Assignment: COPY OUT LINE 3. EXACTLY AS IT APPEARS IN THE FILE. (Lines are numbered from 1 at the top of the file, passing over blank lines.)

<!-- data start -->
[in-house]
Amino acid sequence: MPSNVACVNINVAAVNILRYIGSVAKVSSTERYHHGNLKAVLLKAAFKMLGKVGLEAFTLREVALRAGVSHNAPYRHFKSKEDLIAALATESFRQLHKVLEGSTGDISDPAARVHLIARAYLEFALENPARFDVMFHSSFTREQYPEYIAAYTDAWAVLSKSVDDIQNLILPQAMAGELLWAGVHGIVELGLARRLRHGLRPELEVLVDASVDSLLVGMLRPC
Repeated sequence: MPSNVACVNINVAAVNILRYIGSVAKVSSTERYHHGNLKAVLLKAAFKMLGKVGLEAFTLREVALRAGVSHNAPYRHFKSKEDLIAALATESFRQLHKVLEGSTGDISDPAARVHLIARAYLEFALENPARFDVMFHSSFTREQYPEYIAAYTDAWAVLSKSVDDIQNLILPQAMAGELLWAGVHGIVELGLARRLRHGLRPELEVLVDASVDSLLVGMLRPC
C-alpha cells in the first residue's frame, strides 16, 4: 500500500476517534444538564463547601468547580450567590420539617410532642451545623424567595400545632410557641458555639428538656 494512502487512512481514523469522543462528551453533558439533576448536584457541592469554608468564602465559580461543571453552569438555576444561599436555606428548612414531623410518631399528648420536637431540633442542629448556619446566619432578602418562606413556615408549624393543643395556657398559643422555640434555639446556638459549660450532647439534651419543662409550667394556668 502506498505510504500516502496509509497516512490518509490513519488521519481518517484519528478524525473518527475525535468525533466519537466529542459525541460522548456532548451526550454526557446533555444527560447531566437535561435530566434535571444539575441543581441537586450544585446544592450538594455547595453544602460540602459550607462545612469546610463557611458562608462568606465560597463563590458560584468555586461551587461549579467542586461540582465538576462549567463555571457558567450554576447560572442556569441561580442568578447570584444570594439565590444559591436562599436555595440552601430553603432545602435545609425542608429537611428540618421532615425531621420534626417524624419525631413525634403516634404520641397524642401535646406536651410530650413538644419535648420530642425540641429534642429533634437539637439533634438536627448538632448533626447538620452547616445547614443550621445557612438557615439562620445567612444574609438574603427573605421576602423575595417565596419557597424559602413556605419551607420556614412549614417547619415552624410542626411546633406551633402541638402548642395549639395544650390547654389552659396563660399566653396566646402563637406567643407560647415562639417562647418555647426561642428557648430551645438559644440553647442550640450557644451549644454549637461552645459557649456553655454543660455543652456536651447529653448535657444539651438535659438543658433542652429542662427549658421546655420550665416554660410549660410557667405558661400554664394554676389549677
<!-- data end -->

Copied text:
Repeated sequence: MPSNVACVNINVAAVNILRYIGSVAKVSSTERYHHGNLKAVLLKAAFKMLGKVGLEAFTLREVALRAGVSHNAPYRHFKSKEDLIAALATESFRQLHKVLEGSTGDISDPAARVHLIARAYLEFALENPARFDVMFHSSFTREQYPEYIAAYTDAWAVLSKSVDDIQNLILPQAMAGELLWAGVHGIVELGLARRLRHGLRPELEVLVDASVDSLLVGMLRPC